v. violate; put to improper, unworthy, or degrading use; abuse
The members of the mysterious Far Eastern cult sought to kill the British explorer because they saw him profane the sanctity of their holy goblet by using it as an ashtray. .
Sentence in Classic:
It was pleasant after that honour to return to the profane world of spectators amid nudges and significant looks.
For a week after the commission of the impious and profane offence of asking for more, Oliver remained a close prisoner in the dark and solitary room to which he had been consigned by the wisdom and mercy of the board.
Oliver Twist By Charles Dickens Context
Nor were they less careful to prevent any unhallowed layman from touching the pall, which, having been that used at the funeral of Saint Edmund, was liable to be desecrated, if handled by the profane.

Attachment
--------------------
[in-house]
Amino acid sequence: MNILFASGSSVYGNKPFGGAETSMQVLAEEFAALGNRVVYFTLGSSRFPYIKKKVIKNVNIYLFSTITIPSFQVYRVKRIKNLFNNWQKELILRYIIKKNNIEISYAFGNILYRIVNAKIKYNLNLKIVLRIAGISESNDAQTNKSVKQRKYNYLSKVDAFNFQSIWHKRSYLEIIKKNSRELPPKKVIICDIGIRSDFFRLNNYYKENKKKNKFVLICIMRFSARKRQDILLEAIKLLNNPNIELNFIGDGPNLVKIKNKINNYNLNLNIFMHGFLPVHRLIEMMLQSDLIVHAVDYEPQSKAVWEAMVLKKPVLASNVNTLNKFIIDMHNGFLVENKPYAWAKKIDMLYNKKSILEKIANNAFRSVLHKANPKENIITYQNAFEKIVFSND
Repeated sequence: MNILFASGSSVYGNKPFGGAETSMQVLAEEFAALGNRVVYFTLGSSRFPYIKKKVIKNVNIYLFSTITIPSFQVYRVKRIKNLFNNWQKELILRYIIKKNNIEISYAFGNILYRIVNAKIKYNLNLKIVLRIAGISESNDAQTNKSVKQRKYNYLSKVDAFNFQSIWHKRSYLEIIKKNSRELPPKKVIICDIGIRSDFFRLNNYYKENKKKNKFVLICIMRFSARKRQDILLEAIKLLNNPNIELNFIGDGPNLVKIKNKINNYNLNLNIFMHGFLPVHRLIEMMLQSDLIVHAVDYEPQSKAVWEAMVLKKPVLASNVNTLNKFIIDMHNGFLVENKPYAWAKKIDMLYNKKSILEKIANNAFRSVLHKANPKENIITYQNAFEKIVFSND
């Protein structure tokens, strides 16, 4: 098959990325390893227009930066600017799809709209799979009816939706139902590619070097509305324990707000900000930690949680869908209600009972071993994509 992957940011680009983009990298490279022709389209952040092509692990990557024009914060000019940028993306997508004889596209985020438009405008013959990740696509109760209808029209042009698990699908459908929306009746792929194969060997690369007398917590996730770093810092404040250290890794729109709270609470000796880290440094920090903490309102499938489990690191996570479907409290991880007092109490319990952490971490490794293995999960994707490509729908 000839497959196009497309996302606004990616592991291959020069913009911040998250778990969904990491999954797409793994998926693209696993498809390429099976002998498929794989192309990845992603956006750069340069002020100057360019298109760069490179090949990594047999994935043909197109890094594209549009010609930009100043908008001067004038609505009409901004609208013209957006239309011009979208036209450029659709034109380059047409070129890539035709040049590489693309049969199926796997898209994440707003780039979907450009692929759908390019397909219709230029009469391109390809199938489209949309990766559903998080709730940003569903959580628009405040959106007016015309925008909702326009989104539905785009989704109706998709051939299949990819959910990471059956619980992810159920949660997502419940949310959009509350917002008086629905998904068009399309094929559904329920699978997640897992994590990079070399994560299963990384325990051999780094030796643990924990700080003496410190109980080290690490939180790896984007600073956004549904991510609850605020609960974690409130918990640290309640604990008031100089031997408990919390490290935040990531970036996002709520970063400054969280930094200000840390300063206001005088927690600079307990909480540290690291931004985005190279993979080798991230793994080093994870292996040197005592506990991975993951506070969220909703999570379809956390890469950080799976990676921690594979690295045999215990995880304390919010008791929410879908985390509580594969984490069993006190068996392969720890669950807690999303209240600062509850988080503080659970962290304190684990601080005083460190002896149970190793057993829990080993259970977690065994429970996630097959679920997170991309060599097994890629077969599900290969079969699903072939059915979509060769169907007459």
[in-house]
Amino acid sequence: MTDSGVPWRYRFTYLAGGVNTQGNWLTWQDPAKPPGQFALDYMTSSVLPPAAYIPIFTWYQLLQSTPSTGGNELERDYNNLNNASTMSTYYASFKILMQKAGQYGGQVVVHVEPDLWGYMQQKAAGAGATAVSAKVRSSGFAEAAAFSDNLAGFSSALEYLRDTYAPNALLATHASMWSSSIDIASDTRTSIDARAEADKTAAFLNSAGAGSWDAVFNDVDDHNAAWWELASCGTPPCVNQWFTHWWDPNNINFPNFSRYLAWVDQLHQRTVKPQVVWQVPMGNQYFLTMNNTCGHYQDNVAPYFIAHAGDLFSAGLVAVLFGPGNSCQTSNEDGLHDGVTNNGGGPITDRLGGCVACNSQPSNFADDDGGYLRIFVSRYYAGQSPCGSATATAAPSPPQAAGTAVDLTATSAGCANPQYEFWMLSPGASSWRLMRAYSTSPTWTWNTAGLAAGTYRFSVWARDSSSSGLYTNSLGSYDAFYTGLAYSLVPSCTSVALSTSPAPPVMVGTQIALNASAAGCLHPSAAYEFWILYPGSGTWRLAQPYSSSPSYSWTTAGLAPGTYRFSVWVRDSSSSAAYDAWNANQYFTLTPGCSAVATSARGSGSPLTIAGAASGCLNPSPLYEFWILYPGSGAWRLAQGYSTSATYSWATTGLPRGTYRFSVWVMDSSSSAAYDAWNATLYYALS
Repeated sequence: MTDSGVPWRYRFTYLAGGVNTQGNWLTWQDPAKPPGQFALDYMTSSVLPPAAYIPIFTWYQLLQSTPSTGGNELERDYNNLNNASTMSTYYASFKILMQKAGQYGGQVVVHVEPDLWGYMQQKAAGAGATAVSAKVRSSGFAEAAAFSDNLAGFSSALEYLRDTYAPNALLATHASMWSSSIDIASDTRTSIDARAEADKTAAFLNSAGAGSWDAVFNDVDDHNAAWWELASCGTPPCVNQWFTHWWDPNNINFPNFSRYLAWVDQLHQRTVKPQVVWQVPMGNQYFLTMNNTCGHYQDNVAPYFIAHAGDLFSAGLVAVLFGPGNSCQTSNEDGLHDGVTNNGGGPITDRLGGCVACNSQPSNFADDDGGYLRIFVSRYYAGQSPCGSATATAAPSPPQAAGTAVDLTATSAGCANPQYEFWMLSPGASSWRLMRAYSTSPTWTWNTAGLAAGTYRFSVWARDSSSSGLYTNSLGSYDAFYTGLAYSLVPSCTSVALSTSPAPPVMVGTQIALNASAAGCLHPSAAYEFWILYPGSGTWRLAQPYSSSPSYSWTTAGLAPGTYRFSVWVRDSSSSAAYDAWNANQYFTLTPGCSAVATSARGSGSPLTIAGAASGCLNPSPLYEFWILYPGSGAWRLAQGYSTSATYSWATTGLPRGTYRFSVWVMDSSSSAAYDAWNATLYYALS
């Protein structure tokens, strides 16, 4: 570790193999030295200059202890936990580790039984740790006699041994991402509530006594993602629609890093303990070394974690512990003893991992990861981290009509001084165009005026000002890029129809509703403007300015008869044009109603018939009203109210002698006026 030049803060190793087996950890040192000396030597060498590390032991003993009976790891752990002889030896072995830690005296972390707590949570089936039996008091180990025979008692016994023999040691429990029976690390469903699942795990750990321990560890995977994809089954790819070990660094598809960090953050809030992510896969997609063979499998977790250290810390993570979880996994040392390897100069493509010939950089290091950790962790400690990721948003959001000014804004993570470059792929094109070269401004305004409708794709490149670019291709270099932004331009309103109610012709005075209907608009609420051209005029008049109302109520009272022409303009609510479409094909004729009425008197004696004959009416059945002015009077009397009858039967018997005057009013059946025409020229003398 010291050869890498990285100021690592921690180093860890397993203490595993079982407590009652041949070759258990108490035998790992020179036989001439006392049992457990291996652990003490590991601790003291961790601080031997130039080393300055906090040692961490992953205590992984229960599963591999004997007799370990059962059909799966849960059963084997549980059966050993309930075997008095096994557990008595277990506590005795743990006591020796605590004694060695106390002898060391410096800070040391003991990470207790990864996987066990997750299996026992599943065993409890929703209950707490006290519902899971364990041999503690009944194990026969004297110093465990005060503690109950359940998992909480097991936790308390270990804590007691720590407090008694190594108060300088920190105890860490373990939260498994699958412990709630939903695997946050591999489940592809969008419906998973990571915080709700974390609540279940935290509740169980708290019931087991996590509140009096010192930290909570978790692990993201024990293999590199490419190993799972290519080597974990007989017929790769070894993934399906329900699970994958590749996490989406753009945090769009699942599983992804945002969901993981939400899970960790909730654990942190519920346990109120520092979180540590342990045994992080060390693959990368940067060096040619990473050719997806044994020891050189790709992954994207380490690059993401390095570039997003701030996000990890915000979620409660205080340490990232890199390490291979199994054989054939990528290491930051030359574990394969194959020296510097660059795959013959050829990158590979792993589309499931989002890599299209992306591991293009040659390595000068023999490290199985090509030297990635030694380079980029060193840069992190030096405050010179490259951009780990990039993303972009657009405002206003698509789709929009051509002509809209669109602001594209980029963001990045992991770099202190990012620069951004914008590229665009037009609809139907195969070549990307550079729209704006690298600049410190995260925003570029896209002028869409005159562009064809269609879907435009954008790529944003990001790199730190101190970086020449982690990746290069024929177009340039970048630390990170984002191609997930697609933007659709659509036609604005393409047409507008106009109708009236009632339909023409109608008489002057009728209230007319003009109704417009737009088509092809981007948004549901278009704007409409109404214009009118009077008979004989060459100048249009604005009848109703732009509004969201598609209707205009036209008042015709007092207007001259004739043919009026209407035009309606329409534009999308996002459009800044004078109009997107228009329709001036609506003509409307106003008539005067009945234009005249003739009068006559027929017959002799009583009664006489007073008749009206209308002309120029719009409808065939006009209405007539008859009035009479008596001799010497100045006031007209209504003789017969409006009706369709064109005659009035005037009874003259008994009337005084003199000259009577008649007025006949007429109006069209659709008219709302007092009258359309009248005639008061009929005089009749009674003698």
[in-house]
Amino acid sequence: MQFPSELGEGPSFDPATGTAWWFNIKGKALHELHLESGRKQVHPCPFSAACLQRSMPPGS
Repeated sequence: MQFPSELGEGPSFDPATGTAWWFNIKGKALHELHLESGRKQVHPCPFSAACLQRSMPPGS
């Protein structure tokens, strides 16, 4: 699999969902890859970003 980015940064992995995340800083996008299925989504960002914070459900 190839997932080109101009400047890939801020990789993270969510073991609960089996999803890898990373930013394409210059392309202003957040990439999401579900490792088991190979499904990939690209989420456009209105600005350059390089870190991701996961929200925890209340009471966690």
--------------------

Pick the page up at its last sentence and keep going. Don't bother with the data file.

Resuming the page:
To be buried in the vault under the altar of the chapel, not to go to profane earth; to remain there in death where she prayed while living; such was the last wish of Mother Crucifixion.
Les Misérables (V2) By Victor Hugo Context
On the books of profane music which entered the convent, amour (love) was replaced by tambour (drum) or pandour.
Les Misérables (V4) By Victor Hugo Context
As if long habituated to such profane talk from his old shipmate, Bildad, without noticing his present irreverence, quietly looked up, and seeing me, glanced again inquiringly towards Peleg.
Moby Dick By Herman Melville Context
On each side of the choir and behind the gratings opening into the convent was assembled the whole community of the Carmelites, who listened to the divine service, and mingled their chant with the chant of the priests, without seeing the profane, or being seen by them.
THE THREE MUSKETEERS By Alexandre Dumas Context